In 2005, Jason Wang’s father, David Shi, founded Xi’an Famous Foods, a New York City-based chain of fast-casual Chinese restaurants. Before the pandemic, Wang, who is the company’s CEO, ran 14 restaurants in three boroughs. Now only eight shops remain, including the recently reopened Long Island City location, which closed in January 2020 because of a fire. During the pandemic, Xi’an started shipping hand-pulled noodle meal kits and introduced online ordering for pickup and delivery to New Yorkers. Besides slinging noodles, he’s helping Soar Over Hate to raise funds for pepper spray and personal safety devices to give to the Asian elderly, women and LGBTQ communities in New York.
In this edition of Voices in Food, Wang talked to Garin Pirnia about how two of his Asian employees were attacked, what can be done to curtail these crimes and why it’s important to speak up.
We reopened with limited hours in June-July 2020 because there were already attacks happening back in March 2020, when people were being attacked for random reasons, mostly because they’re Asian and their association with the coronavirus. It was concerning to our employees who were coming back, because we all have to take public transit to get to our stores. Restaurants are always open late because we have to feed people. In anticipation of that, we don’t want to have people go home too late. We decided to close earlier and open later for all our locations. (We also close on Sundays, when the transit isn’t as reliable.)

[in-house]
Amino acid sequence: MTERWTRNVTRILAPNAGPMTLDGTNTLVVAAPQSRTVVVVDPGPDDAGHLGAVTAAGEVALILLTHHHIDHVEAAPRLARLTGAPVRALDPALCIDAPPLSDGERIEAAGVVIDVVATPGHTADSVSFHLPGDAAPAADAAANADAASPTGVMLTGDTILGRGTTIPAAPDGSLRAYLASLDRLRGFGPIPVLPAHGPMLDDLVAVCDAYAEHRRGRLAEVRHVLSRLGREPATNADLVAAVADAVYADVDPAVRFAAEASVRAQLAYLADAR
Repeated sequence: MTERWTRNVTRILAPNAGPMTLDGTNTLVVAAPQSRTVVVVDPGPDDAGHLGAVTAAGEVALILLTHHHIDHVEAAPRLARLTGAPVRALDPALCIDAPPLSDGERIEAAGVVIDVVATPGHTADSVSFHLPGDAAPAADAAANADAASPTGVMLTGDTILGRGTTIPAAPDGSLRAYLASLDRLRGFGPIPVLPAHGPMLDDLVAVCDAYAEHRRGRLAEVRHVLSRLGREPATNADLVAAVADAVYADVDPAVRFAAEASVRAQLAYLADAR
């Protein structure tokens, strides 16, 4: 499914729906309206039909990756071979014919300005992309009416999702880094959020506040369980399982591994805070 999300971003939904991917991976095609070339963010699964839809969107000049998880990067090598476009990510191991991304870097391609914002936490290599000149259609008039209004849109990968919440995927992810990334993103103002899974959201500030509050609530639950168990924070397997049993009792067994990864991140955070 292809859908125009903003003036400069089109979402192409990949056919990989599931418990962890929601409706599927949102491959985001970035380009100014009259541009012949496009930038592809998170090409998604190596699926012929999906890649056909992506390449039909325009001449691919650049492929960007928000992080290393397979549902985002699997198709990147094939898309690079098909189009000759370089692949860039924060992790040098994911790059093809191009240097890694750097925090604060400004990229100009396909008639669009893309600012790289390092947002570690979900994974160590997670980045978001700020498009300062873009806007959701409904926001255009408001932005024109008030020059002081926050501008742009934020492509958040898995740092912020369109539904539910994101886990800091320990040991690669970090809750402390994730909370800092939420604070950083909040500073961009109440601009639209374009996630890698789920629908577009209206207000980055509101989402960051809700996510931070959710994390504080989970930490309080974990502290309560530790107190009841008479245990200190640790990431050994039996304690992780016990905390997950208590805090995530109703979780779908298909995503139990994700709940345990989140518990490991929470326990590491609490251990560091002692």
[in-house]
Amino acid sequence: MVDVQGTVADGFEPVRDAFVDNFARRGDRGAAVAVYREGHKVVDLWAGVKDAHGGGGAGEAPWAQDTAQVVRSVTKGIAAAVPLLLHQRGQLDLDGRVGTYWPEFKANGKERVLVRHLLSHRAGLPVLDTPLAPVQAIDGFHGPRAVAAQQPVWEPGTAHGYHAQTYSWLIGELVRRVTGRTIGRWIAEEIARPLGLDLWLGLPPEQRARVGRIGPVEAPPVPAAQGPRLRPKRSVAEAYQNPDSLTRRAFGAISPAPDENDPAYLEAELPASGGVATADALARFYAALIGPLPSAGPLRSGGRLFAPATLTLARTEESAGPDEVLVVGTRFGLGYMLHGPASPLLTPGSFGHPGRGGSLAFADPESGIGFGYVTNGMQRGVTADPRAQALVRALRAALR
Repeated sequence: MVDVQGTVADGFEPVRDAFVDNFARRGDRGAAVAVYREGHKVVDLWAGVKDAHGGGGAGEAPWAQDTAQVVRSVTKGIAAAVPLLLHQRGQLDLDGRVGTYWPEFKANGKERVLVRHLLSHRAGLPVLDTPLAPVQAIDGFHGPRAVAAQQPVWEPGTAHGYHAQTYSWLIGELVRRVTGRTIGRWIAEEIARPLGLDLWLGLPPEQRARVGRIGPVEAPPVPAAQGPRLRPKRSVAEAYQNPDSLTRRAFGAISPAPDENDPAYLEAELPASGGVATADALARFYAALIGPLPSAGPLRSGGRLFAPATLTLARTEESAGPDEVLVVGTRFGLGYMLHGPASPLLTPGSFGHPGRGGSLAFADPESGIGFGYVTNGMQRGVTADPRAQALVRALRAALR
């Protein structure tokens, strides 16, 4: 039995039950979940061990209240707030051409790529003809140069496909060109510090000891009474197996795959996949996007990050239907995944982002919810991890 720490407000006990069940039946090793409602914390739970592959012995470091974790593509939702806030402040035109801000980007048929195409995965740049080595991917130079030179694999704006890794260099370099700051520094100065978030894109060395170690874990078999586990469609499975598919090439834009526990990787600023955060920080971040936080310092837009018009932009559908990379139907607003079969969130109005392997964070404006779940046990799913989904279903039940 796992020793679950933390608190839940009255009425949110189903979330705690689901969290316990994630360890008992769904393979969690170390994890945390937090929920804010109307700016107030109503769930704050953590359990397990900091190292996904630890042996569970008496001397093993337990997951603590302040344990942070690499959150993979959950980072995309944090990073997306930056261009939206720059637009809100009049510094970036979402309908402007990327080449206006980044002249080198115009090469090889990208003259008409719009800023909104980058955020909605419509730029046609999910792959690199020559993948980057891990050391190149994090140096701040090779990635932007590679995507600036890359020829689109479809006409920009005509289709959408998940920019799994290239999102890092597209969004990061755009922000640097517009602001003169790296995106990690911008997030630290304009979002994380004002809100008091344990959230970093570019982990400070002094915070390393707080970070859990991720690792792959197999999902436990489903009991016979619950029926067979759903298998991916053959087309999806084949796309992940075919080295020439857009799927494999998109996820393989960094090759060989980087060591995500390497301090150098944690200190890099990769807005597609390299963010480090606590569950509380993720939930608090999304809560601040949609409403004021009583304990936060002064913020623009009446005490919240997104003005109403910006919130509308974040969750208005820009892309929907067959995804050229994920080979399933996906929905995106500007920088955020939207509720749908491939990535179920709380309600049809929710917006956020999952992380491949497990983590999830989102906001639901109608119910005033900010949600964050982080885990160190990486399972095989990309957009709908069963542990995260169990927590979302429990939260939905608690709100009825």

“As an employer, I feel kind of helpless. What can we really do? Arm everyone?”
Even with these precautionary measures, we still had a couple of incidents that I know of where a couple of our employees were attacked. One person was attacked on her way from work to home in the early evening. She was punched. She had a bloody nose and cut lip. And another person was punched on his way to work, around 8 or 9 a.m. He had a swollen face, broken glasses. A guy followed him out of the subway. These things are very random.
As an employer, I feel kind of helpless. What can we really do? Arm everyone? We can’t really do that. Work remotely? For our restaurant industry it’s very difficult, especially because everything is so hands-on. It’s something we have to live with, really.
It’s hard to really put your hand on a solution. I think any human would feel that these attacks are not good and they’re not within the normal bounds of what should happen in our society. I think we can all agree on that. The perpetrators are not rational individuals.
In my opinion, I think there’s short term, medium term and long term. In the short term, there are things such as the presence of police in the subway system. We have to rely on the good police officers — and they are out there — to do the job of keeping us safe. It’s like my friend says, “There’s a fire right now. We can’t talk about why the fire is happening. We gotta put it out first.” Putting it out is the law enforcement side of it. Talking about medium term and long term, it’s more about finding out why the fire is happening. I think more and more it sounds like a problem of recidivism and mental illness coupled with the fact that Asians seem to be the model minority who are easy targets that don’t speak up or fight back.